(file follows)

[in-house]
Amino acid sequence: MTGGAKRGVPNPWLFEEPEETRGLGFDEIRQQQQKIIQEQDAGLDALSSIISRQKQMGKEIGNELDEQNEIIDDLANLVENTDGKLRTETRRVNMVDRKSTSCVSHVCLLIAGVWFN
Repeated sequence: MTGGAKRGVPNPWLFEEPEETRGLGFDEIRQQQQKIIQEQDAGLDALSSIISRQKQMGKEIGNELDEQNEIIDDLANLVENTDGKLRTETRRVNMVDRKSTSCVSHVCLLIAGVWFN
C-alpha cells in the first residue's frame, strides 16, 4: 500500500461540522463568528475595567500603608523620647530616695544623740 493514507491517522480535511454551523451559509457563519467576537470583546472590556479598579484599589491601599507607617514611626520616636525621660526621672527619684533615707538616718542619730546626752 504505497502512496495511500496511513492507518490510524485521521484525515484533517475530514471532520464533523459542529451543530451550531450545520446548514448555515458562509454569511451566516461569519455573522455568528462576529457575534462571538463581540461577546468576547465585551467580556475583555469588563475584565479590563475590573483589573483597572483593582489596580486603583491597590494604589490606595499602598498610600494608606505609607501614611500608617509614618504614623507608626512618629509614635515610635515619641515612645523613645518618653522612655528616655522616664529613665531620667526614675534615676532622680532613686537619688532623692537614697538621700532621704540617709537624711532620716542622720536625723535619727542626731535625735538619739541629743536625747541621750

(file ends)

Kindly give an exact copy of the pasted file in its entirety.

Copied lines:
[in-house]
Amino acid sequence: MTGGAKRGVPNPWLFEEPEETRGLGFDEIRQQQQKIIQEQDAGLDALSSIISRQKQMGKEIGNELDEQNEIIDDLANLVENTDGKLRTETRRVNMVDRKSTSCVSHVCLLIAGVWFN
Repeated sequence: MTGGAKRGVPNPWLFEEPEETRGLGFDEIRQQQQKIIQEQDAGLDALSSIISRQKQMGKEIGNELDEQNEIIDDLANLVENTDGKLRTETRRVNMVDRKSTSCVSHVCLLIAGVWFN
C-alpha cells in the first residue's frame, strides 16, 4: 500500500461540522463568528475595567500603608523620647530616695544623740 493514507491517522480535511454551523451559509457563519467576537470583546472590556479598579484599589491601599507607617514611626520616636525621660526621672527619684533615707538616718542619730546626752 504505497502512496495511500496511513492507518490510524485521521484525515484533517475530514471532520464533523459542529451543530451550531450545520446548514448555515458562509454569511451566516461569519455573522455568528462576529457575534462571538463581540461577546468576547465585551467580556475583555469588563475584565479590563475590573483589573483597572483593582489596580486603583491597590494604589490606595499602598498610600494608606505609607501614611500608617509614618504614623507608626512618629509614635515610635515619641515612645523613645518618653522612655528616655522616664529613665531620667526614675534615676532622680532613686537619688532623692537614697538621700532621704540617709537624711532620716542622720536625723535619727542626731535625735538619739541629743536625747541621750